Understanding Trail Cameras

trail camera
This in an actual trail camera photo of a buck that was later killed by a hunter. The ability to determine which trails a buck is using, and where his core area is located pays big dividends come hunting season.

The excitement that comes with checking a trail camera after a long absence is nearly as acute as a child waiting for Santa Claus. You never know what you will find. You may find photos of a rare animal such as bobcat, see strange behavior among more common animals or even catch a trespasser. I know many deer hunters, for example, that have photographed deer that they didn’t even know lived in their hunting area – big deer. It is like spying on wildlife – seeing them in their environment under relaxed conditions.

Trail cameras also allow you to get to know the animals (especially deer) that live in your hunting area more intimately than you could by any other means. You will not only learn where the biggest deer live, but you can enjoy the opportunity to document the growth of particular deer from year to year. It is great fun to compare pictures of the same deer from one year to the next as they grow larger antlers.

Basic film scouting cameras are very affordable. However, you will have to pay for film and processing so the total cost increases over time. Hunter shown wearing Mathews Lost Camo.

Deer cameras are one of the best ways to scout for deer. Some deer hunters have turned the use of deer cameras into both a science and an art. As a result, they are patterning bucks faster and shooting more trophy bucks than ever before.

There are many things you can learn from the photos you get from your deer cams, but rather than going into a long, boring dissertation on the subject, here are two high profile success stories to reveal all the whys and hows of trail camera scouting. 

A lot of hunters said that when they could check their deer cameras using a small PDA device from an open window of their truck, they would have them all over the place. That day is very close to reality. There are all kinds of deer cams on the market from the simplest film camera devices to the most sophisticated digital cameras with wireless transmitters to upload the images through computers and ultimately to a website so you can view them from anywhere on earth. The technology in this marketplace is changing and evolving so fast that it is very hard to keep up with it. If you can dream it, you can probably buy it – if you can afford it.

Trail Camera Categories

The use of digital trail cameras lets you gain the most up to date information on the deer you’re hunting while in the field. Hunter shown wearing Mathews Lost Camo.

You can break trail cameras down into three categories: film (with flash), digital with non-game spooking infrared or invisible LED flash and standard digital with flash.

Infared Trail Camera

Some heavy camera users don’t like to use a flash trail camera because they believe the flash will spook the deer from using a certain area so they use an infared trail camera. Mark and Terry Drury is in that camp. Also, the flash can reveal the location of the camera to other hunters (if you hunt in fairly open areas), giving away your best locations. Most hunters are less worried about that than they are about the flash spooking the deer.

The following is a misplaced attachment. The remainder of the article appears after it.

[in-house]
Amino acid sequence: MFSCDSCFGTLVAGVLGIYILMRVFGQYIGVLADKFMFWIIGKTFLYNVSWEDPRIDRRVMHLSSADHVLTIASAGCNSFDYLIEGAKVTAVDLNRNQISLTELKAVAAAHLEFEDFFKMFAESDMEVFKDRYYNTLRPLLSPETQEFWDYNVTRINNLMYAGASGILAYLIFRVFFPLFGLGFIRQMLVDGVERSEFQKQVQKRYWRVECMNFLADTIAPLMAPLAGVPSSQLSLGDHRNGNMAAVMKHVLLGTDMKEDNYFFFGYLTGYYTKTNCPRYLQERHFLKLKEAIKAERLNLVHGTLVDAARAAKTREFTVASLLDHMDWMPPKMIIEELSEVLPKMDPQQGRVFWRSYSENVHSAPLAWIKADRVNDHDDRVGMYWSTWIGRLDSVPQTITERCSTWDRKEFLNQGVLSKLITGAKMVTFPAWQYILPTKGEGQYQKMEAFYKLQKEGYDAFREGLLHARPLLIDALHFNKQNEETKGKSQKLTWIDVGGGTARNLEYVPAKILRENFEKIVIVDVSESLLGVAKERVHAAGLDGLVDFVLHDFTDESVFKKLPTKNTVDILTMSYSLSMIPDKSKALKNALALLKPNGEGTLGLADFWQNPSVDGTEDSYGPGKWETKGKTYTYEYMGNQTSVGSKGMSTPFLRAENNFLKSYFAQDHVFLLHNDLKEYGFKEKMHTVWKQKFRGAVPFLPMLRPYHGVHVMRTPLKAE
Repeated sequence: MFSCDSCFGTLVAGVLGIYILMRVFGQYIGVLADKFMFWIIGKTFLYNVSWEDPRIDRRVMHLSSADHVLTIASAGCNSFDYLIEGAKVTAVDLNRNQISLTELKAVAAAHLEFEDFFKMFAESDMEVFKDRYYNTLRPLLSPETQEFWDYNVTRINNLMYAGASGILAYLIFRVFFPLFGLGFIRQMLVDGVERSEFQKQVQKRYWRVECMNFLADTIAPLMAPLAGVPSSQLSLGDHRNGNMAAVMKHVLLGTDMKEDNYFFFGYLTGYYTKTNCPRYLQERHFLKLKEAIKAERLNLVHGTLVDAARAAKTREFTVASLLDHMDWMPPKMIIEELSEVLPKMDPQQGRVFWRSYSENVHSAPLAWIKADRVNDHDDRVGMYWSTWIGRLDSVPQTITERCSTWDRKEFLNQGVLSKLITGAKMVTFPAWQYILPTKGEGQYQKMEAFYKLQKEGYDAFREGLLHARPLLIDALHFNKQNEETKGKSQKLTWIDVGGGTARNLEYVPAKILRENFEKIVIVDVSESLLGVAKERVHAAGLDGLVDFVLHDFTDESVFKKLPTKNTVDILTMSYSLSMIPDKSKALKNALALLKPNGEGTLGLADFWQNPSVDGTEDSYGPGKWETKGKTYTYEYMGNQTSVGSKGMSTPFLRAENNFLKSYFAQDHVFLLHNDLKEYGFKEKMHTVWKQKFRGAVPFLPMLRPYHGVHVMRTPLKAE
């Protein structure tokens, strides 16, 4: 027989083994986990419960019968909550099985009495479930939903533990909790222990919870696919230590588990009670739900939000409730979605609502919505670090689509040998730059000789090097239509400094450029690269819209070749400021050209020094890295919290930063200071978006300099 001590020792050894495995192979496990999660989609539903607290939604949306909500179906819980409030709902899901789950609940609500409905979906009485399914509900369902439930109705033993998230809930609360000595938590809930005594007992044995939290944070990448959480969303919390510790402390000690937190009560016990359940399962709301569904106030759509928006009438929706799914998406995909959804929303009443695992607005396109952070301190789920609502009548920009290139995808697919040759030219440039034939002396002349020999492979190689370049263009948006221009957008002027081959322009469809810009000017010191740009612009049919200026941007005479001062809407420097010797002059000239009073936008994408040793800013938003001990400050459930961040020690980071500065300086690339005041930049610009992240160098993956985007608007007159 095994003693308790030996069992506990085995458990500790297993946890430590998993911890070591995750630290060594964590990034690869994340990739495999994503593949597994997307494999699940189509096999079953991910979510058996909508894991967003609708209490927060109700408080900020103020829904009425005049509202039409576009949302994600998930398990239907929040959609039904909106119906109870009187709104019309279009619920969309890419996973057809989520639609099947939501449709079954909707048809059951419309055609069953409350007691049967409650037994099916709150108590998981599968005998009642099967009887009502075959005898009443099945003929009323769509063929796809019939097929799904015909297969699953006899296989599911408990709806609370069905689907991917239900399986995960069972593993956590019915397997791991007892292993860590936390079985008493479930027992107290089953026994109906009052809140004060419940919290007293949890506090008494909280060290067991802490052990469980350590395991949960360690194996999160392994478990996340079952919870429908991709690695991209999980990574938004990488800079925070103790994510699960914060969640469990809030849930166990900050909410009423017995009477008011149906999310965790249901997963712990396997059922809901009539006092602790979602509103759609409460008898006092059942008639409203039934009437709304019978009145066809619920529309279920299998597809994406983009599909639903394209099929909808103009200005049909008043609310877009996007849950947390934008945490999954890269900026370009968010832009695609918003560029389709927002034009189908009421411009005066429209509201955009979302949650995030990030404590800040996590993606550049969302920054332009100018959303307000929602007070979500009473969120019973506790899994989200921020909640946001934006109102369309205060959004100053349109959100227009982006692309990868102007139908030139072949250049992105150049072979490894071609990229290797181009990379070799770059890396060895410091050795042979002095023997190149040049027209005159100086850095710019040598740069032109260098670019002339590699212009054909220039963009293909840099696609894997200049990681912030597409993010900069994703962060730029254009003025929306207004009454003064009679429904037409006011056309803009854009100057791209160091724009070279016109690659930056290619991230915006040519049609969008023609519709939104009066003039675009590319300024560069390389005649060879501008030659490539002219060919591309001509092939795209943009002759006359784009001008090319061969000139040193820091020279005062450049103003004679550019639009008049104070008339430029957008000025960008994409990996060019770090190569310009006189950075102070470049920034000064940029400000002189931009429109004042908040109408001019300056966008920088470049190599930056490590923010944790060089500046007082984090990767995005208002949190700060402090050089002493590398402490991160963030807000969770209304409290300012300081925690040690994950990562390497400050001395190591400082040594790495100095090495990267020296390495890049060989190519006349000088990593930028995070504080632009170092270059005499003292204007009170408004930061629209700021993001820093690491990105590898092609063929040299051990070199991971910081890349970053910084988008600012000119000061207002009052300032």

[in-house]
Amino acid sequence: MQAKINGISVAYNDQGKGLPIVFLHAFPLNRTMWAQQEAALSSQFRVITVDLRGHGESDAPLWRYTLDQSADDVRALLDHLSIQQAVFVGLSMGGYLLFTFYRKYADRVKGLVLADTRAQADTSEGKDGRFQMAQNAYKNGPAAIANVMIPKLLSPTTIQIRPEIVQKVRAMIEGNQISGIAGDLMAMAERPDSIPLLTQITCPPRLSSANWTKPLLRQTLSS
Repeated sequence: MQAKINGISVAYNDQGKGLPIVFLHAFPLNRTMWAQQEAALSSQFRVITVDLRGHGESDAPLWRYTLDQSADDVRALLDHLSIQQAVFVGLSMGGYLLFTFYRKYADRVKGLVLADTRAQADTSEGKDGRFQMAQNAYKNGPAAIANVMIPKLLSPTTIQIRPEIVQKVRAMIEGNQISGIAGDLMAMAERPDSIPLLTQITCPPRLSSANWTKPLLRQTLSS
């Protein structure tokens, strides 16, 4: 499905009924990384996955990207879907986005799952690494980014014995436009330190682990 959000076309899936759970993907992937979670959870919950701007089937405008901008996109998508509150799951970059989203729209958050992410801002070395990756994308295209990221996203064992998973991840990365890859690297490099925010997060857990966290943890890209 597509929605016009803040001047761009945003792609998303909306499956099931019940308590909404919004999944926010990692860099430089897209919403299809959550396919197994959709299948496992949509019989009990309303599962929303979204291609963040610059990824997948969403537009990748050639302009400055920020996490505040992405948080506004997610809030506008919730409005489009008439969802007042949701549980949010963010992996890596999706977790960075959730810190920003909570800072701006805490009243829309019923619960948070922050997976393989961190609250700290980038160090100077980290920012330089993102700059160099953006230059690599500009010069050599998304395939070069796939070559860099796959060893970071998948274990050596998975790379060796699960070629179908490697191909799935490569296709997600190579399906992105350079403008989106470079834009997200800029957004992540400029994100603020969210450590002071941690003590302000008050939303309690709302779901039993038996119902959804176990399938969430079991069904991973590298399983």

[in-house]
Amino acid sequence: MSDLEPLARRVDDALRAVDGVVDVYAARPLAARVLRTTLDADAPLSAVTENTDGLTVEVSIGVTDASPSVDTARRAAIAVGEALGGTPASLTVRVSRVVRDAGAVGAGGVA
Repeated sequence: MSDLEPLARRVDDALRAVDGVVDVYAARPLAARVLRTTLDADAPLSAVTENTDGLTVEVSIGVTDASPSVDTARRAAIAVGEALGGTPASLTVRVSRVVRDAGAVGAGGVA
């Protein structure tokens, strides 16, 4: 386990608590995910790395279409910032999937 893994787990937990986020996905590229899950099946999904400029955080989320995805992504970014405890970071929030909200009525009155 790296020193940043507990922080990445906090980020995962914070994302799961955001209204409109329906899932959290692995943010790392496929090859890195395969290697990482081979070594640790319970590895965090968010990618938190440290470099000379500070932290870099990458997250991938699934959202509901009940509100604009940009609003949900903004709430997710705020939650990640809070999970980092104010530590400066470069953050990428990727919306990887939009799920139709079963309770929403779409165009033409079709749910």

The Quality Deer Management Association magazine (called Quality Whitetails) recently had a piece that documented several cases of flash fright. However, there have also been photos of the same bucks on feed stations night after night without showing any sign of fright. Some believe it depends on the personality of the individual deer.

Standard Flash Digital Trail Cameras

Digital trail cameras work off a flash memory card that is stored in the camera. In most cases, you have to walk to the trail camera to retrieve the memory card for viewing. Most trail camera users will carry a blank card and swap them out, taking the card from the camera home so they can download the images onto their computer. 

trail camera
Using individual posts is a great way to monitor feeding areas such as food plots.

Film Trail Cameras

Obviously, film trail cameras require you to remove the roll of film, replace it with a fresh roll and then have the roll processed to see what kind of animals were in front of the trail camera. You give up convenience and you pay more (in the long run, when you factor in the cost of film and developing) but you get a quality hard copy of the image that is nice and portable to carry around and show your friends. However, if you hunt in an area with lots of does, you are going to spend a fortune in processing roll after roll of doe photos just to get a few buck photos. It is better, in most cases, to opt for digital right away. You can always print out the few “keeper” shots that you want to show your buddies.

Trail cameras are a great way to extend your hunting in a direction that not only is very fun, but also will make you a better informed, more effective hunter. Patterning game with deer cameras is the wave of the future. It is just getting started. Ever-evolving trail camera technology will someday completely revolutionize the way you think of deer scouting. 



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